Anthony Pinn on Religion, Oppression, and Humanists from Point of Inquiry (July 9, 2020)

Lord and Pinn discuss the power and persistence of magical thinking as we face the current pandemic, the role of the church at a time when science is so important, Black Lives Matter and Pinn’s opinion on struggle and progress, how women of color deal with oppression based on race, gender, and class, and the issue with respectability politics. Pinn also proposes the question, “What does our nontheistic perspective offer folks at this moment? What do we offer them beyond the critique of religion?” as we face the pandemic and the ever growing need for honest discussions and action on the issues of race.

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Categories
Justice

“All Lives Matter” says Santa Barbara City College Trustee

When a Board Resolution called “Affirming our Commitment for Black and African American Students, Faculty and Staff” doesn’t pass unanimously (5-2), you know the college has a problem. And this is exactly what happened at my place of employment on June 25, 2020. I am angry that the continued racism and white supremacy is allowed to fester and grow. 

So what do you do when one district trustees says “all lives matter” and the other thinks “Black Lives Matter” means the college supports defunding the police? In my case, I write this blog post, plan to speak at the next Board of Trustees meeting, and to reach out to my Black colleagues.

These two trustees, Veronica Gallardo and Craig Nielsen, are an insult to Santa Barbara City College and to Black students, faculty, and staff. If I were a Black student, I’d definitely be looking for another college to attend. Over a period of years, these two trustees have consistently blocked the needs and voices of Black student and employees. They need to be removed from office as soon as possible so the damage against our students can be addressed.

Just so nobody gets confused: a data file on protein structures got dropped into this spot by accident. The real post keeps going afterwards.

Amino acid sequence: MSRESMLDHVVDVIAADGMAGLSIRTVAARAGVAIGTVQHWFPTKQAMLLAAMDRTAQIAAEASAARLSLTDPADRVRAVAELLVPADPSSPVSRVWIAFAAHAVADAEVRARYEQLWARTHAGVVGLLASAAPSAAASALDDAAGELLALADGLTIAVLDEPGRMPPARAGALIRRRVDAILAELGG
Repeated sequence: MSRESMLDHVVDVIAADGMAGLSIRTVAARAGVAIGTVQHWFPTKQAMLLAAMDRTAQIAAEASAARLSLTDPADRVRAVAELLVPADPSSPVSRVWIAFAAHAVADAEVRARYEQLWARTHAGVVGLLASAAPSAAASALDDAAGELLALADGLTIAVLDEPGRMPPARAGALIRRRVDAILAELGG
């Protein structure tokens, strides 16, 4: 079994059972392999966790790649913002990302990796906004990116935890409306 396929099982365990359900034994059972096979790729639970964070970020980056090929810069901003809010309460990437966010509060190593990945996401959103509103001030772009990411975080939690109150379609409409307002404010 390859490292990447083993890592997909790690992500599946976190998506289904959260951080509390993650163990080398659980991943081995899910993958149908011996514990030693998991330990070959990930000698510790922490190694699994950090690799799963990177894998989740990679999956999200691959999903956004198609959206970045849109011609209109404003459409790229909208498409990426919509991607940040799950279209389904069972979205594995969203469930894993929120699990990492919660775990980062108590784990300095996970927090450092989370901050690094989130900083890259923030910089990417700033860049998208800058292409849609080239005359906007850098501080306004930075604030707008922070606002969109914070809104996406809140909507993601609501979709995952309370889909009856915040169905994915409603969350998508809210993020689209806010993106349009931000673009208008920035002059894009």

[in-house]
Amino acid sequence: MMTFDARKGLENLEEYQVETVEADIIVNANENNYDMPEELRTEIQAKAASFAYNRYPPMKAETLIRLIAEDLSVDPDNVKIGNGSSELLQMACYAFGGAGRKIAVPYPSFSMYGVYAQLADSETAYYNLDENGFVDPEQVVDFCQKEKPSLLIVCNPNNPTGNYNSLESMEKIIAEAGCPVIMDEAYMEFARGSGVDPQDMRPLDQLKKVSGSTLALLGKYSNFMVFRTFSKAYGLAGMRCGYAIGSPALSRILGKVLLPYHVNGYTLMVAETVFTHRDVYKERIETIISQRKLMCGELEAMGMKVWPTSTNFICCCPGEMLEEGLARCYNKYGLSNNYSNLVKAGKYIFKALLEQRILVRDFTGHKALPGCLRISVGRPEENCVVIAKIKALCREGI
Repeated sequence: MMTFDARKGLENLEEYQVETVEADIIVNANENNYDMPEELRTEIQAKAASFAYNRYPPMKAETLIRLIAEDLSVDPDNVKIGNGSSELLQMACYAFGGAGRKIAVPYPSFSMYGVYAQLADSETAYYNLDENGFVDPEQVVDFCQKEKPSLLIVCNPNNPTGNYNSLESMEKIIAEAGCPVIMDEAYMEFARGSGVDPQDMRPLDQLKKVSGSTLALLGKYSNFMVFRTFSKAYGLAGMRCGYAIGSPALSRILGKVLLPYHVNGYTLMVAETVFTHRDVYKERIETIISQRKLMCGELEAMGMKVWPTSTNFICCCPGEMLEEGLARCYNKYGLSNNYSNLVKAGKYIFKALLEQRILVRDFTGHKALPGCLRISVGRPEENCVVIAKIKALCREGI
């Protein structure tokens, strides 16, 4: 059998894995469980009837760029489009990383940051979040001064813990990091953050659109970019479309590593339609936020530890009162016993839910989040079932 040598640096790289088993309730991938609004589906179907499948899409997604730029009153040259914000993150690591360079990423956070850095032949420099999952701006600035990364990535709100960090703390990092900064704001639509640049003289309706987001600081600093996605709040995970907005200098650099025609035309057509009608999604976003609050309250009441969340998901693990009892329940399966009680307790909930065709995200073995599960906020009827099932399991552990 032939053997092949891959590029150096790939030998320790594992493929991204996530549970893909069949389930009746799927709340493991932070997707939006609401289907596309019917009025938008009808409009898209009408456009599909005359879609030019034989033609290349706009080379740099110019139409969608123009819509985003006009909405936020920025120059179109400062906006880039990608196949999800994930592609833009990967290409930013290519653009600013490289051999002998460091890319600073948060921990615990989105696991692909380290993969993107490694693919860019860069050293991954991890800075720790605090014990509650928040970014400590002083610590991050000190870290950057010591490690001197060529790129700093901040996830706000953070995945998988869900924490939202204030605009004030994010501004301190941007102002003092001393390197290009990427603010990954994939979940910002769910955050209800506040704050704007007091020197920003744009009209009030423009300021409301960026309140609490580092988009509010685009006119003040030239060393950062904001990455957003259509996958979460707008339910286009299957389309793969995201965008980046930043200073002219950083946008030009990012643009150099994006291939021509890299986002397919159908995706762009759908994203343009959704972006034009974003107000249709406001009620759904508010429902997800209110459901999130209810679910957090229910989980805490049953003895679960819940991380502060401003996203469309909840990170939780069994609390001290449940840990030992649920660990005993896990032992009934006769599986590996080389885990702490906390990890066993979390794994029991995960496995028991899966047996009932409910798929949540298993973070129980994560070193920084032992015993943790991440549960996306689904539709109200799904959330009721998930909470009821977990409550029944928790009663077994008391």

Issues of racism is not something new for Santa Barbara City College. We have lost good employees because of the toxic nature of our campus. Personally, it contributed to my taking a 9-month leave last year. I wrote about it several times in November and December 2018 (see links below). And here we are, 19-months later and we have college “leaders” dismissing Black students and employees. 

We need to speak up against white supremacy in all its forms. For white readers, we need to counter the reality of white silence and at the same time step back and de-center ourselves so the many voices of Black students and employees are heard.

Past articles

Categories
Reading

Sunday Reads

Five articles and two excellent podcasts for your review.

The Challenge of Equity in California’s Municipal Climate Action Plans by Hillary Angelo, Key MacFarlane, and James Sirigotis a report from the Institute for Social Transformation at UCSC.